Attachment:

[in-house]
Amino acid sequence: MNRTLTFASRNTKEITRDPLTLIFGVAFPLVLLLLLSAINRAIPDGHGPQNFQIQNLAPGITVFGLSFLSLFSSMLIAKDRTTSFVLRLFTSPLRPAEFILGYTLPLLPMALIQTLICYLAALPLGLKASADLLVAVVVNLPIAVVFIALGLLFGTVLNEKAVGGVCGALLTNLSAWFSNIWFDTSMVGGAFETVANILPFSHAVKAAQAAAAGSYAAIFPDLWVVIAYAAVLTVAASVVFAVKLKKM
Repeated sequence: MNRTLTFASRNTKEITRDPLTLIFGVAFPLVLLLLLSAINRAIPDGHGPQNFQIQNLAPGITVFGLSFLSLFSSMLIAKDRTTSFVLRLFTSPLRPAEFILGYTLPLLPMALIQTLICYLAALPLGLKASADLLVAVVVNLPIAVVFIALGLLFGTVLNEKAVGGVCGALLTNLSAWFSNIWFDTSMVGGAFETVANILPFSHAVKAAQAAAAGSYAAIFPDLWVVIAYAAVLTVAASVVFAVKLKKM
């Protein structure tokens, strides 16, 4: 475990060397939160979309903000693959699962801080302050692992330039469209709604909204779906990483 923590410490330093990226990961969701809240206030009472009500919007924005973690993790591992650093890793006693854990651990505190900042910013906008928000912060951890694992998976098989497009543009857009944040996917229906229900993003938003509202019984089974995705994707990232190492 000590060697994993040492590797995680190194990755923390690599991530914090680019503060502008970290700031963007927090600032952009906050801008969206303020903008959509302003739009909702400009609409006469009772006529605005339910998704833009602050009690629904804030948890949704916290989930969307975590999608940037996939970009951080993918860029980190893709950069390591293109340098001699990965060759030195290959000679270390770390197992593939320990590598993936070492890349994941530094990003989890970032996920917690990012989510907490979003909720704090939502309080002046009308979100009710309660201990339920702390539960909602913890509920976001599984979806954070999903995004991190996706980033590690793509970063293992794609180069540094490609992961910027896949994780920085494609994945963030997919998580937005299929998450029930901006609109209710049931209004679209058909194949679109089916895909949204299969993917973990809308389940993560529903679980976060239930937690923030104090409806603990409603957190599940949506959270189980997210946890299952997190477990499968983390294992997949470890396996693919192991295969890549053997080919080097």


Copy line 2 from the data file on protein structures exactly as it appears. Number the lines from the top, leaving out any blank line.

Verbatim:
Amino acid sequence: MNRTLTFASRNTKEITRDPLTLIFGVAFPLVLLLLLSAINRAIPDGHGPQNFQIQNLAPGITVFGLSFLSLFSSMLIAKDRTTSFVLRLFTSPLRPAEFILGYTLPLLPMALIQTLICYLAALPLGLKASADLLVAVVVNLPIAVVFIALGLLFGTVLNEKAVGGVCGALLTNLSAWFSNIWFDTSMVGGAFETVANILPFSHAVKAAQAAAAGSYAAIFPDLWVVIAYAAVLTVAASVVFAVKLKKM